There has been a spate of stories over the last few months about police raids and seizure of counterfeit cigarettes and illegally smuggled tobacco, noted for their increasing regularity, albeit low profile, as well as the increasing scale of the hauls.

Illicit cigarettes aren’t as sexy a topic as drugs; the truth is, the well-worn image of the drug dealer, from Colombian cartel to kid on a sink-estate, comes with an element of danger, of menace, that makes the subject far more compelling than the humble, dodgy cigarette pedlar. But it is a growing phenomenon, increasing in gravitas and value, and, possibly, something we should start to worry about more than we do the kingpins of Latin America.

An article in the Daily Caller has highlighted the links the illegal cigarette trade has beyond the already dark world of organised crime. Citing the examples of recent finds in Nottinghamshire and Wales, the site claims it is able to link these back to both hostile governments – specifically the nuke-happy North Korean regime – and terrorist groups, such as the Taliban and Hezbollah.

The effects of this are obvious. Directly funding hostile organisations is clearly negative for society: Hezbollah, in just one smuggling operation rumbled by US authorities, allegedly stood to make $8m. The trade also has the double-edged effect of robbing treasuries whilst funding enemies. The British taxpayer loses an estimated £2bn a year in lost income from illegal cigarettes; for the wider EU, it is £10bn.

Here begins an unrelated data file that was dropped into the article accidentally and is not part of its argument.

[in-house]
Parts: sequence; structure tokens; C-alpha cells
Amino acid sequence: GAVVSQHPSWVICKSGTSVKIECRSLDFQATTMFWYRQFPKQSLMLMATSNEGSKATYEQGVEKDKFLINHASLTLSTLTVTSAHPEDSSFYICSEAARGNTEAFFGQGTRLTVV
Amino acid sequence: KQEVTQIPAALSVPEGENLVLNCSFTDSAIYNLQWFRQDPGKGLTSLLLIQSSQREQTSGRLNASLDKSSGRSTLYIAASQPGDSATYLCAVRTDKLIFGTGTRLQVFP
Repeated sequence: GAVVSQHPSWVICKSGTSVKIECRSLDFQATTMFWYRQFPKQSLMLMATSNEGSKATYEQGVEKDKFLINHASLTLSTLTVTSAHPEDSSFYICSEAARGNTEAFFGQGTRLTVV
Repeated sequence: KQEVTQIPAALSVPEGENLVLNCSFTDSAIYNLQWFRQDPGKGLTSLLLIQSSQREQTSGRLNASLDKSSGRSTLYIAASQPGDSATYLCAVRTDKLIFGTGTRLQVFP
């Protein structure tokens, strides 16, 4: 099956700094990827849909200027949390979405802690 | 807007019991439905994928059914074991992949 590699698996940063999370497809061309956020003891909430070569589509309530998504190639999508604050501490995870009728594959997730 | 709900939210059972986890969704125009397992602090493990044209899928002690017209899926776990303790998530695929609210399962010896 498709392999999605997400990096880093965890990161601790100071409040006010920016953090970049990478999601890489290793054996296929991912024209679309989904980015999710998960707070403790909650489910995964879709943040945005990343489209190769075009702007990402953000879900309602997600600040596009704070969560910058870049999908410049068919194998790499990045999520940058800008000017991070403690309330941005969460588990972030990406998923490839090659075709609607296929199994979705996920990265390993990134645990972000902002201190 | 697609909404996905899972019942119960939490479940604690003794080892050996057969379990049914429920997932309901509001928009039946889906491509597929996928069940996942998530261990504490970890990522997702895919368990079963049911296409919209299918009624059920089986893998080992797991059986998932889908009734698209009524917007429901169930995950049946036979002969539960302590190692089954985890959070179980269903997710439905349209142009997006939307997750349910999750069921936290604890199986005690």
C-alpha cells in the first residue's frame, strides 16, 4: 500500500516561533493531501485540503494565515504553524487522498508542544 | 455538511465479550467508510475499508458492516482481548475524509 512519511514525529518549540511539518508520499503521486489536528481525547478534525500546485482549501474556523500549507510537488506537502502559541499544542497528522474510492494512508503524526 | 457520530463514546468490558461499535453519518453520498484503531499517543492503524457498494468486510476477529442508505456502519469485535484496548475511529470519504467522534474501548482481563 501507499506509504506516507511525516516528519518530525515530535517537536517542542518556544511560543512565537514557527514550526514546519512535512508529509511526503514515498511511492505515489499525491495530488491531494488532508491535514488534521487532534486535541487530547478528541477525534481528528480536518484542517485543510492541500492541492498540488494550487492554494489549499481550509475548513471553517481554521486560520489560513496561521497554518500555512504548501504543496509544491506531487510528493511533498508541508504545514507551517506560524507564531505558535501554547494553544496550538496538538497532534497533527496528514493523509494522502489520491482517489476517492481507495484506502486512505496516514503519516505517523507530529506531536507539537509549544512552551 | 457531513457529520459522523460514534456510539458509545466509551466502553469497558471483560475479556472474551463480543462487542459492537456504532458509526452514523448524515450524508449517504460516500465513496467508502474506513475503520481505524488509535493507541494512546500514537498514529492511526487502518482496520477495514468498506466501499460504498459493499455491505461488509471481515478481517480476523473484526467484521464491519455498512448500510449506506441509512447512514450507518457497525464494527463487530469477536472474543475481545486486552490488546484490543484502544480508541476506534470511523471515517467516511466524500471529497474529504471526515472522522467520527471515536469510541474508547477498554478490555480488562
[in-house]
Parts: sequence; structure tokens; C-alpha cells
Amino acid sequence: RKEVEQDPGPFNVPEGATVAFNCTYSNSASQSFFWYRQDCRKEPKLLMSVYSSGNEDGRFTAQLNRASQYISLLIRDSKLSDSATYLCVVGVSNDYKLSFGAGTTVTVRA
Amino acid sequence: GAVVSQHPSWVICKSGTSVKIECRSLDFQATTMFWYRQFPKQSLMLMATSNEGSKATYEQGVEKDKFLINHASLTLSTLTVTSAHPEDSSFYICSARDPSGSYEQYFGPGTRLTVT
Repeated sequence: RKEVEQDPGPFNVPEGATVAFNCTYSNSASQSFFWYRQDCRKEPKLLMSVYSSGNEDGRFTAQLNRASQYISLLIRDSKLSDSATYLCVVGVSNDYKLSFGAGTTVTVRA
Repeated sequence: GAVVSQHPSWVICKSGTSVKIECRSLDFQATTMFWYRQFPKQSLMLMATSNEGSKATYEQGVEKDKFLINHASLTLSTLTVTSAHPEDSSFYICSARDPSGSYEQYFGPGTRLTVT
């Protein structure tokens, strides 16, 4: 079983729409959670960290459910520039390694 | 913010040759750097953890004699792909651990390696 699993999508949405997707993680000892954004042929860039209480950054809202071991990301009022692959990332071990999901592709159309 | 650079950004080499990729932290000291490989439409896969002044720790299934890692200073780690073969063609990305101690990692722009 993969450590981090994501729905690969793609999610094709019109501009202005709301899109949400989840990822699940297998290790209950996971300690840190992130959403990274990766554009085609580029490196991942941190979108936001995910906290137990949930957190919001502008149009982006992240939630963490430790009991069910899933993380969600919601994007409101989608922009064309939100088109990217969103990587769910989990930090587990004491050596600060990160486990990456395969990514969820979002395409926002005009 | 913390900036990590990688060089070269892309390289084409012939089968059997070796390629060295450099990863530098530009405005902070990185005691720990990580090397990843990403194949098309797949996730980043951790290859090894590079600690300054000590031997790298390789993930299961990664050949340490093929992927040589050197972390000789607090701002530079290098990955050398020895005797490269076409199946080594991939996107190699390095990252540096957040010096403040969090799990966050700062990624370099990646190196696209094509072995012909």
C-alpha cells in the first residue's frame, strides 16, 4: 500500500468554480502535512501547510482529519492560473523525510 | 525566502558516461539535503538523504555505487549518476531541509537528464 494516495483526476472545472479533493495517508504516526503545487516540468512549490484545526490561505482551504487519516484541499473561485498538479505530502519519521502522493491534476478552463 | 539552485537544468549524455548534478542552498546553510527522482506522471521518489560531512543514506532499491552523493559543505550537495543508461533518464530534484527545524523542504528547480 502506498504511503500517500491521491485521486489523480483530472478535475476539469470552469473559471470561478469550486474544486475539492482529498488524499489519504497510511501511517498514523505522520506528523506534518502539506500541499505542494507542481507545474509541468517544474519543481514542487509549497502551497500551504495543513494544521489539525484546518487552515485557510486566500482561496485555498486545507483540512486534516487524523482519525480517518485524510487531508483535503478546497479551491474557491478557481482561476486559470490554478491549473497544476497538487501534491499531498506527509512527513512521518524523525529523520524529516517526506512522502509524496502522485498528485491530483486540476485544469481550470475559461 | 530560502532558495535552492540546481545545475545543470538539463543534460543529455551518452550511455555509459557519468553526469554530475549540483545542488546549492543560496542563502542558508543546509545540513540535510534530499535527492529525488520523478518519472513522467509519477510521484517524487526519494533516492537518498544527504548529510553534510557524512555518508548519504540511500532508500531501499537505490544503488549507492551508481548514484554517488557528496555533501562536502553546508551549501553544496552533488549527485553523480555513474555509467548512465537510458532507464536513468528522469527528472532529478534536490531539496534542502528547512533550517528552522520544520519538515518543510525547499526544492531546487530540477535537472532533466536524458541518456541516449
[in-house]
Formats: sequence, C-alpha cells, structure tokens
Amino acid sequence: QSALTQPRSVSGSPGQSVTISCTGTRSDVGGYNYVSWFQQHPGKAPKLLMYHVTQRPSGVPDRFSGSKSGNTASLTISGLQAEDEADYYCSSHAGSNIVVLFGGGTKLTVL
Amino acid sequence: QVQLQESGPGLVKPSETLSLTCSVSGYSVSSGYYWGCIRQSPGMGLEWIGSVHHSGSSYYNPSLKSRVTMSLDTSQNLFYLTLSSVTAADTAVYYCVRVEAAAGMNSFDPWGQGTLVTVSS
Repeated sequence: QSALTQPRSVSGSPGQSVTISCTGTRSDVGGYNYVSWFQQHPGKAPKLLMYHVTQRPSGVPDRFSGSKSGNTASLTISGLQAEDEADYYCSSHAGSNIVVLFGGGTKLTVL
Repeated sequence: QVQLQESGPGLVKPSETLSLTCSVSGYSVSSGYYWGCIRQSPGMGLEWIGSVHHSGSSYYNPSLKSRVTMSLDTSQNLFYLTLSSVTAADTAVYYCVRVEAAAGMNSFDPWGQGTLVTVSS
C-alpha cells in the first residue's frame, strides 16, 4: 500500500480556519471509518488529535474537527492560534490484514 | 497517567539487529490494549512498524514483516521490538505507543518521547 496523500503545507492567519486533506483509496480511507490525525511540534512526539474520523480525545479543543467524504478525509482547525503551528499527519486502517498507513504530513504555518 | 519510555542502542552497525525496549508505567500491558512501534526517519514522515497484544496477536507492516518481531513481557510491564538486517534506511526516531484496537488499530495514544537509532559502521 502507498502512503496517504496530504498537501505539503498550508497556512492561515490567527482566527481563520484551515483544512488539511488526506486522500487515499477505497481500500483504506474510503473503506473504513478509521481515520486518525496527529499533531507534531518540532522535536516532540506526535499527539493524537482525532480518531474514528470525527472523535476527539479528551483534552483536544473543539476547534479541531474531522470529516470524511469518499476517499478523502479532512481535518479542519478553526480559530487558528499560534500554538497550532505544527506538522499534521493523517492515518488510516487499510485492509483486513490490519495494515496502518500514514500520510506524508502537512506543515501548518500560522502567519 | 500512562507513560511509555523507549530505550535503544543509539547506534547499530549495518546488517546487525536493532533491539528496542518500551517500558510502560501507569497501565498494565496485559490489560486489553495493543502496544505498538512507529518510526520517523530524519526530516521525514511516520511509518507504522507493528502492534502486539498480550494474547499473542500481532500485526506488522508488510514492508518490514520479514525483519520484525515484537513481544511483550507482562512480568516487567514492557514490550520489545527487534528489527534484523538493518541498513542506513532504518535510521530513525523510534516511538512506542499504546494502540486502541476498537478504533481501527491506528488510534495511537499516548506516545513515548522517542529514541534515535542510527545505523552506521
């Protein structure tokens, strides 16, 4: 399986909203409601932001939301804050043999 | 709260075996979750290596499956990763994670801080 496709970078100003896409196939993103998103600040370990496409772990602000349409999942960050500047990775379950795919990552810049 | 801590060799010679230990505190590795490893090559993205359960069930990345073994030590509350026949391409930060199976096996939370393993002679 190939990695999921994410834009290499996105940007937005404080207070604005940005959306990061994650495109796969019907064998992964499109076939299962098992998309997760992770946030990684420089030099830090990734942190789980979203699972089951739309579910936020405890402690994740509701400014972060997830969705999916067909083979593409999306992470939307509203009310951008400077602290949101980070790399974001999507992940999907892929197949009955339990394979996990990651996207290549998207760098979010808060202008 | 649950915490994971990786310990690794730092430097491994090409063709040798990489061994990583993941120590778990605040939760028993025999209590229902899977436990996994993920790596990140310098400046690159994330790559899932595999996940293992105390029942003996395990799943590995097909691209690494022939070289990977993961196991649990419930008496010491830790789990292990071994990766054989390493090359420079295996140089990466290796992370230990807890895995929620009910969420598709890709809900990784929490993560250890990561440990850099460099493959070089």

The thing is, it isn’t the coffers of governments we should worry about. They, after all, are the ones who have allowed this industry to grow, through heavy regulation of legal tobacco. Legislation, price hikes and taxation of this nature disadvantages one group of smokers above all others: poor smokers. And it is poor smokers who drive the black market in cigarettes.

Rather than have the desired effect of getting people to give up smoking, when presented with an expensive habit, many people turn to a cheaper option if it is available. Unable to be regulated, illegal cigarettes are more harmful to your health than their legal counterparts: the tobacco is of a poorer quality, and contains all sorts of substances that would never make it into regular cigarettes. Yet why should poorer people be priced out, goes the theory? And so, they purchase the cheaper stuff.

The response from those who would happily see smoking cast into the darkness would be, of course, to do just that, and eradicate smoking altogether to combat the problem. But as Rob Lyons said in Spiked recently, it just won’t happen, because people like smoking, and that is what has led to an expanding black market.

So, is the alternative to row back on the punitive measures taken against tobacco companies? It won’t improve the nation’s health, but neither do the gangsters and terrorists. And they’re making money from it.

by Edward Baer